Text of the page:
South African president Cyril Ramaphosa’s ascension to power three years ago was widely welcomed as signalling a new dawn for the country following the ruinous reign of his predecessor Jacob Zuma. Ramaphosa pledged to eradicate corruption, promote clean governance and get the government working efficiently. But his efforts have been met with opposition, especially from within the governing African National Congress.

Ramaphosa was elected president of the party on a thin margin, leaving him in a precarious position. His reform efforts have been frustrated by a faction allied to Zuma, ably led by the party’s powerful secretary-general, Ace Magashule. Susan Booysen reflects on recent developments within the ANC which, she argues, have tilted the scales towards Ramaphosa, with important implications for South Africa.

In Nigeria, the COVID-19 pandemic and the attendant lockdown have brought to the fore deep structural flaws that continue to plague the country’s agricultural and food supply systems. To overcome food insecurity, especially in a pandemic, Ademola Adenle says Nigeria’s emergency preparedness requires a total overhaul of its agriculture sector and the supply chains that link producers to consumers.

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Thabo Leshilo

Politics + Society

President Cyril Ramaphosa’s campaign against corruption is being undermined from within the governing ANC. EFE-EPA/Yeshiel Panchia

Precarious power tilts towards Ramaphosa in battle inside South Africa’s governing party

Susan Booysen, University of the Witwatersrand

Ramaphosa's rise to power in 2018 offered South Africans hope that he would end corruption. Indeed, he made promises to do so. But he has met with resistance, especially within the ANC.

A tomato vendor attends to buyer at a makeshift food market established to cushion the effect of COVID lockdown in Lagos. Photo by Pius Utomi Ekpei/AFP via Getty Images

Pandemic underscores flaws in Nigeria’s farming and food supply chains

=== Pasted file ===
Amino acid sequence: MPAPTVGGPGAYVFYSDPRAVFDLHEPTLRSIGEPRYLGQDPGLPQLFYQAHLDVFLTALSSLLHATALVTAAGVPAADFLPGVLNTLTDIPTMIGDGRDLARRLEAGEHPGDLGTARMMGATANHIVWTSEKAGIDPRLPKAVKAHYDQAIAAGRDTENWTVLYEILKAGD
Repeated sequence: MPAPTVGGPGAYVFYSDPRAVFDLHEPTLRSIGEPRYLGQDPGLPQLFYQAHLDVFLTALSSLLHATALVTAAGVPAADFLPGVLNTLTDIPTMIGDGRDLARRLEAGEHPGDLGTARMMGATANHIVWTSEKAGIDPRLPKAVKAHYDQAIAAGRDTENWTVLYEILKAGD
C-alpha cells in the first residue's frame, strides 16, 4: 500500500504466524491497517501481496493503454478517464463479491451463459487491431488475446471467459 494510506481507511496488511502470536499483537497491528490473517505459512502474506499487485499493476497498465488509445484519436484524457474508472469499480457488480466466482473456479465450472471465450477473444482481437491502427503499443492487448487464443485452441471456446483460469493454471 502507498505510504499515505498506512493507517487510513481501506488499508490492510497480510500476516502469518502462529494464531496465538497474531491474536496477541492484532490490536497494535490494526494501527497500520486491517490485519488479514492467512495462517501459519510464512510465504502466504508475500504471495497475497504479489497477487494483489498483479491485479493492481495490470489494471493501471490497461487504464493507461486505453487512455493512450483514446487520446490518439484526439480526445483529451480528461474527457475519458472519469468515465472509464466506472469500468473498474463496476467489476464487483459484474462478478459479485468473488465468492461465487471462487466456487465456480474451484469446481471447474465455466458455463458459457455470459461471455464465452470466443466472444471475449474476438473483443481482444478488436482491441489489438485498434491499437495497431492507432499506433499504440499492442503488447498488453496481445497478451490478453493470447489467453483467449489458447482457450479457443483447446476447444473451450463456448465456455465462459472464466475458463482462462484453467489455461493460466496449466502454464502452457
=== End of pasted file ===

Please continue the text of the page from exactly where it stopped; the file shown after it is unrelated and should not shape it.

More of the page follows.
Ademola Adenle, Colorado State University

To overcome food insecurity, especially in a pandemic, Nigeria's emergency preparedness requires a total overhaul of it's agri-food supply chain.

Business + Economy

Ghana needs to rethink its small scale mining strategy. Here’s how

Richard Kwaku Kumah, Queen's University, Ontario

The devolution of small-scale mining decisions to municipal and district assemblies working in collaboration with traditional authorities is key to saving the industry in Ghana.

How to get COVID-19 vaccines to poor countries – and still keep patent benefits for drugmakers

Dalindyebo Shabalala, University of Dayton

India and South Africa are pressing the World Trade Organization to waive patent rights to help ramp up vaccine production. There's a better solution.

Science + Technology

Southern African hunters may have used symbolism in choosing bones to craft arrows

Justin Bradfield, University of Johannesburg

In several other parts of the world, people used the bones of animals that were important within their respective cultures to make tools.

Largest ever flying creatures had longer necks than giraffes – we found out how these pterosaurs kept their heads up

David Martill, University of Portsmouth; Cariad Williams, University of Illinois at Urbana-Champaign

Gigantic flying reptiles had impressive wingspans of up to 12 metres – and a special trick in their necks.

From our international editions

Just 3% of Earth’s land ecosystems remain intact – but we can change that

Andrew Plumptre, University of Cambridge

One-fifth of Earth's land could be restored to wilderness by reintroducing animals and improving management.

As the US plans its Afghan troop withdrawal, what was it all for?

Jared Mondschein, University of Sydney

As President Joe Biden said on announcing the US troop withdrawal by September, 'our reasons for remaining in Afghanistan have become increasingly unclear'.


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